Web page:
I’m in Dar es Salaam, the “unofficial” capital of Tanzania and its largest city, set on the hot and steamy edge of the Indian Ocean. I’m working here – as a photographer – for an international NGO and today am wading – and stumbling –my way through a large sprawling mountain of trash and other things I would rather not identify too closely. In and around this mass of human and material waste are houses and dwellings, men and women, families, children, people all caught up in the midst of this urban sprawl. It’s hot and unbearably humid, I am a cold weather girl despite living in Africa for 20 years.
Increasingly this is what I do in my job as a Documentary and Commercial photographer, spending time in marginalized communities and mostly covering topics that involve women and children. It’s this aspect of my career that I have become increasingly passionate about and it’s in these areas – where people can be so easily forgotten about and are often those who suffer the most – which is where I meet those who are without doubt the most unforgettable.
A warm welcome from Grace Isaya, a wonderful woman I met on a recent trip to Uganda. She lives with her husband Augustine in dry and dusty Bobol village in the centre of the country. I remember they also had an orchard, growing oranges, which Augustine very proudly showed us during a tour of their plot. Thanks to a clean water pump, recently installed in the centre of the village, it means less time walking many kms to collect water and more time to spend on crops and on family life, in their case with children and grandchildren. What was so apparent in being with Grace and Augustine was what a happy and respectful marriage they had, “he helps me around the house” she said with a laugh.
The three children of Donald & Mary Musa, a young couple living in Morogoro in Southern Tanzania, come running to greet me as I arrive at their house in the Uluguru Mountains. Mary had recently given birth to their fourth child, a girl, and it had been a successful and easy birth. Basic things like the availability of clean water in labour wards and health clinics, something that we so often take for granted, is in short supply in many places like this and it is one of the biggest factors that affect maternal and child health.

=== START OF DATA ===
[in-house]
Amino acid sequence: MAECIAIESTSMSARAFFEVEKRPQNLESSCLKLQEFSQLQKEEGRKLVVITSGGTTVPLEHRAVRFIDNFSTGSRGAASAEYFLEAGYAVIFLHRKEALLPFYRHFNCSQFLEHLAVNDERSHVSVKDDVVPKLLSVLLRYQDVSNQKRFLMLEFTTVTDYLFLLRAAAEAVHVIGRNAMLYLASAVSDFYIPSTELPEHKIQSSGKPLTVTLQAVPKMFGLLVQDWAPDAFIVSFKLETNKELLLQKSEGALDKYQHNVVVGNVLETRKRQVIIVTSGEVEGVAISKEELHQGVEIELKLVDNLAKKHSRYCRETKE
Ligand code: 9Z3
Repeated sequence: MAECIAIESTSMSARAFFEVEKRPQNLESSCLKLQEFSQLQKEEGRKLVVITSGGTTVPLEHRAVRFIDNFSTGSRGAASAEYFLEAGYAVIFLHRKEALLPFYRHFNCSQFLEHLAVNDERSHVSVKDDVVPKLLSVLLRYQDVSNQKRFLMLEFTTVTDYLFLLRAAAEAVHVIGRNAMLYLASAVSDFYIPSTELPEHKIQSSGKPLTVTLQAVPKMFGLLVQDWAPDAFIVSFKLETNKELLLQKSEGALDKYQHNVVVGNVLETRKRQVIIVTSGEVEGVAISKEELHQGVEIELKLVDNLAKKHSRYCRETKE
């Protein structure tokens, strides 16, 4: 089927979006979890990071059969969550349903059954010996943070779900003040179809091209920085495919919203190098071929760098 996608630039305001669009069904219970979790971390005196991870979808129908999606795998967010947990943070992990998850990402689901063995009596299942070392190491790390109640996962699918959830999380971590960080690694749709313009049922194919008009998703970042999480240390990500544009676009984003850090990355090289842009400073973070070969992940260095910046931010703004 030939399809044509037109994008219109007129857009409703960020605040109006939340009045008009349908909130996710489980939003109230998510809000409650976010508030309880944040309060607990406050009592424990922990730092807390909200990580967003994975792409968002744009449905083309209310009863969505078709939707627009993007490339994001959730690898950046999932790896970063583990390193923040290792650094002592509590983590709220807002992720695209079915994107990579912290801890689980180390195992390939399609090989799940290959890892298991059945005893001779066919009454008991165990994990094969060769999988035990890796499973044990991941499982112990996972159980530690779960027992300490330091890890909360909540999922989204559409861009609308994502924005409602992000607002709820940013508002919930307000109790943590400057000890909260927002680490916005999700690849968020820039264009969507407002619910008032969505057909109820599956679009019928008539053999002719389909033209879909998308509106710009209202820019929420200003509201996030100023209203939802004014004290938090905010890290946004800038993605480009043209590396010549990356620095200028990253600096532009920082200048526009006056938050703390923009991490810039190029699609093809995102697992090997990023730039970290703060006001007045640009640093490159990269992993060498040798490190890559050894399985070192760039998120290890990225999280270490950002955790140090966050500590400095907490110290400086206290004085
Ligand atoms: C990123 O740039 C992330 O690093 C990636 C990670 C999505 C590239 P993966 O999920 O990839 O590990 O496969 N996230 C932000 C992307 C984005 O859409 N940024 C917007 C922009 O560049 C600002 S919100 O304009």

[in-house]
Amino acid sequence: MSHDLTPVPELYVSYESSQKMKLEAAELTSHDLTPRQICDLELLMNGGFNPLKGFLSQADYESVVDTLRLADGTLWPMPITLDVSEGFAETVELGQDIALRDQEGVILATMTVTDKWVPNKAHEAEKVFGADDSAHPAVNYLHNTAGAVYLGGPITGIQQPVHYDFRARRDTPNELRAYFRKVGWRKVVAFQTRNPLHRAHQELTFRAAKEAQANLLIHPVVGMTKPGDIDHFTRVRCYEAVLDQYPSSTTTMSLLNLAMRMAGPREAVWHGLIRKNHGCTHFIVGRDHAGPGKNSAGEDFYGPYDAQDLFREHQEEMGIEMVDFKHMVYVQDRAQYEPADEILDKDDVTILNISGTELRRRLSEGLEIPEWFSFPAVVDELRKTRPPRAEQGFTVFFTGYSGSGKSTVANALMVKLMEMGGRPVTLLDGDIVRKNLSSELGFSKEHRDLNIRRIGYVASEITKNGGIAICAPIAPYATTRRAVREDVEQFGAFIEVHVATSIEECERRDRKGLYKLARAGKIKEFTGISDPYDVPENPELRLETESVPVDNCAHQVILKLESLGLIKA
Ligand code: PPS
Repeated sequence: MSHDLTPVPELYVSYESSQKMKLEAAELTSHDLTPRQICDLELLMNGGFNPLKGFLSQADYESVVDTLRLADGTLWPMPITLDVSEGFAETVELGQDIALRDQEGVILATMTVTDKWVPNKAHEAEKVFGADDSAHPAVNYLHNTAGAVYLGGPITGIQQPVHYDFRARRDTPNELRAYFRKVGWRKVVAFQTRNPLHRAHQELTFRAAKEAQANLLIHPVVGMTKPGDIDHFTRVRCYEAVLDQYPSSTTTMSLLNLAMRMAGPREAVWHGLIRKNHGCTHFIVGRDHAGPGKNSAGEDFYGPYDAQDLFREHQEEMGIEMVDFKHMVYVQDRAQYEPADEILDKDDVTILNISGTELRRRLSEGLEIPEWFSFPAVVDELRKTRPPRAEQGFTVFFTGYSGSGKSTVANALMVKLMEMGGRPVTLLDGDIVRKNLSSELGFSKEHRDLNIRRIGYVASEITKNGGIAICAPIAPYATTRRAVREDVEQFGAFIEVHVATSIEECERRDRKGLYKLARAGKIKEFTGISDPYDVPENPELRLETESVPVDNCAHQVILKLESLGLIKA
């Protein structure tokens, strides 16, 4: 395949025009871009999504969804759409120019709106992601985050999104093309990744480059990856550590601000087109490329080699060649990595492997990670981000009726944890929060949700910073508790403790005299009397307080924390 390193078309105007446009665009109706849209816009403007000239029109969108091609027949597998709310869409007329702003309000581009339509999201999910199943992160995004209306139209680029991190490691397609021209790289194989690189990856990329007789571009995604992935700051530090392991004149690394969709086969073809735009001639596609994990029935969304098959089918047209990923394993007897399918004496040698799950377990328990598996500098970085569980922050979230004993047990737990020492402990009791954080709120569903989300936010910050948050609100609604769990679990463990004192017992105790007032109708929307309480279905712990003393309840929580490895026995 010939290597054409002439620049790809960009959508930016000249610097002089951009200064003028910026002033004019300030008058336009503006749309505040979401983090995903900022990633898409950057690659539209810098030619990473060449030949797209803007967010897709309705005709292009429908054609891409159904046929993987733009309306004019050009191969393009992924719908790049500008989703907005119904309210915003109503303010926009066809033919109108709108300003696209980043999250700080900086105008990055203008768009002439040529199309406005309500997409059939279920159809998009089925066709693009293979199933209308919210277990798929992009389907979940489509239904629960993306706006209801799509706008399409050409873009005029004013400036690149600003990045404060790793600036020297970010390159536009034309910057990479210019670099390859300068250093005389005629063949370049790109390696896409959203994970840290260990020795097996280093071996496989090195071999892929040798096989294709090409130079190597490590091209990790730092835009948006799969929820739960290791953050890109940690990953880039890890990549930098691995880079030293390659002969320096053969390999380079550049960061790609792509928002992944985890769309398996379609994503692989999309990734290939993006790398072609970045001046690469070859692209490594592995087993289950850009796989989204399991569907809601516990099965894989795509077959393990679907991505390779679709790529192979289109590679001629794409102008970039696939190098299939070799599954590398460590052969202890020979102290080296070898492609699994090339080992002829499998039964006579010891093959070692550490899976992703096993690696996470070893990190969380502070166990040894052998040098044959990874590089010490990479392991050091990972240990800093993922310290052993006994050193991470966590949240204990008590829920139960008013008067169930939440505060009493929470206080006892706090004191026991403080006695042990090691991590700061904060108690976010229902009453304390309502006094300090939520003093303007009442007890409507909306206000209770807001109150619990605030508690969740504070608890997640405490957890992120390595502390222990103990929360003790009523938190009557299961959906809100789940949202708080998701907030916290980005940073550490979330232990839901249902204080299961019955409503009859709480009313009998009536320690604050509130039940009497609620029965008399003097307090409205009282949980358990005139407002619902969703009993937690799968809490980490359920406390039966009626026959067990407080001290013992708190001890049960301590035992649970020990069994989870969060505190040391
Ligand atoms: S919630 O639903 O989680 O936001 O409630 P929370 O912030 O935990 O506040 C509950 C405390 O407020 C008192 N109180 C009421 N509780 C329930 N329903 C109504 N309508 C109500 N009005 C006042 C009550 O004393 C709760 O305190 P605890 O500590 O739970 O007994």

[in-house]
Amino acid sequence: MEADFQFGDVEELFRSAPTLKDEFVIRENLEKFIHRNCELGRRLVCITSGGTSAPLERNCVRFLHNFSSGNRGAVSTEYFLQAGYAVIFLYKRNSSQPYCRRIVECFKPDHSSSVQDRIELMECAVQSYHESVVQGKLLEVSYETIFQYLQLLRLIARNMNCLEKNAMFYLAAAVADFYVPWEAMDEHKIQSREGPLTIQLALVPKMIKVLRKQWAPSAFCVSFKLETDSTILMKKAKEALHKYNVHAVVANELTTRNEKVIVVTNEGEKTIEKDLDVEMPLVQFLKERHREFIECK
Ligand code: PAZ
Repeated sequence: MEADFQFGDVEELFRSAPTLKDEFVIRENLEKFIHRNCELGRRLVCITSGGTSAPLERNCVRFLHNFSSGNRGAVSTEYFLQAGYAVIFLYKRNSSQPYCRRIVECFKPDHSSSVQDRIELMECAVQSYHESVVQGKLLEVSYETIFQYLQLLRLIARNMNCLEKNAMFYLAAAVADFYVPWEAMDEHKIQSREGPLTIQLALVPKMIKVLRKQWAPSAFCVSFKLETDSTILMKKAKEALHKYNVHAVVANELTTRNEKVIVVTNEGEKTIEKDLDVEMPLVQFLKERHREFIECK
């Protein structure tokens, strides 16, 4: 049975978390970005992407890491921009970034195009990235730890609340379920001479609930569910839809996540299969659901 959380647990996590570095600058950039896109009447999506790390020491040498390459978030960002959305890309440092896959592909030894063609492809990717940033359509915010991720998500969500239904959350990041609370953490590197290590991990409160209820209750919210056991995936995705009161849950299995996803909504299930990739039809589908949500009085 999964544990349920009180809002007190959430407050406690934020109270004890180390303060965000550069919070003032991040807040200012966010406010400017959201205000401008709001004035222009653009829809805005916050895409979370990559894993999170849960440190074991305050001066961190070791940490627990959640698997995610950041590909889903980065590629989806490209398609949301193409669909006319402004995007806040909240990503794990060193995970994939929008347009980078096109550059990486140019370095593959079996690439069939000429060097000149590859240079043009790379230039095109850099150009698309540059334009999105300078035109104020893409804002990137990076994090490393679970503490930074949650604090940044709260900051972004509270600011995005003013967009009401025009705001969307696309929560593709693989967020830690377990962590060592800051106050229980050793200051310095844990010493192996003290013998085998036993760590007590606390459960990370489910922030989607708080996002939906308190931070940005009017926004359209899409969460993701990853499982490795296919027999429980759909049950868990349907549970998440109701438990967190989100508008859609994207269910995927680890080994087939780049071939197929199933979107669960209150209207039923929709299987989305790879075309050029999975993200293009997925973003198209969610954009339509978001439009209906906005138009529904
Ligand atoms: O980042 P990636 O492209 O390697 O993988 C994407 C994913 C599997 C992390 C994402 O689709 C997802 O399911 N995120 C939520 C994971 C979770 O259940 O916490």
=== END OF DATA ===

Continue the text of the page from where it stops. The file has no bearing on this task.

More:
Young Maasai warriors conduct the ceremony known as ‘ol pul’ in an area east of the Serengeti in northern Tanzania. The Maasai roam freely here in this community land, cattle and wildlife often seen together. Because of this, the cattle are herded into thorn hedge bomas at night, to protect them from ever-present lion and other eager predators. At an ‘ol pul’ an animal (in this case a goat) is slaughtered and the blood – still warm – is mixed with milk and then drunk; the meat is cooked over an open fire close by. An ol pul ceremony can last all day and is a cause for great celebration.
A pregnant woman leaves a maternity clinic in Juba, South Sudan in 2012. South Sudan has one of the highest maternal mortality rates in the world; in 2012 there were only 8 registered midwives in the country serving a population of around 10 million. For every 100,000 births, over 2,000 mothers were dying and ninety percent of women were giving birth away from formal medical facilities and without the help of professionally trained assistants. One of the biggest problems they still face, beyond lack of training, equipment and facilities, is a country that has been through decades of civil war – Africa’s longest running – with strife continuing. My job was to capture the daily lives of the midwives in the wards as they dealt with all the women coming – often too late and with serious complications – to give birth.
Twice a year, a team of American Plastic Surgeons join the doctors and nurses at the Arusha Lutheran Medical Centre, in Arusha, northern Tanzania, travelling from the US and donating their time to help the children of The Plaster House (theplasterhouse.org) and greater Arusha. The children – like 12-year-old Daniel who listens nervously whilst the surgical team discuss the operation they are about to perform on him – are brought here with a variety of injuries and disabilities: from cleft lips and palates to burn scar contractures with injuries often sustained from falling into cooking fires. Without the doctors help, it is likely that these largely operable conditions would never be fixed.
Joining us today is commercial and documentary photographer, Eliza Deacon. Based just outside of Arusha, northern Tanzania, Eliza has been commissioned by the World Food Programme, UNFAO, WaterAid, IRIN.org as well as other international NGOs with projects throughout East Africa. You may view Eliza’s stunning photography at Eliza Deacon Photography.
Thank you, Eliza for joining us today!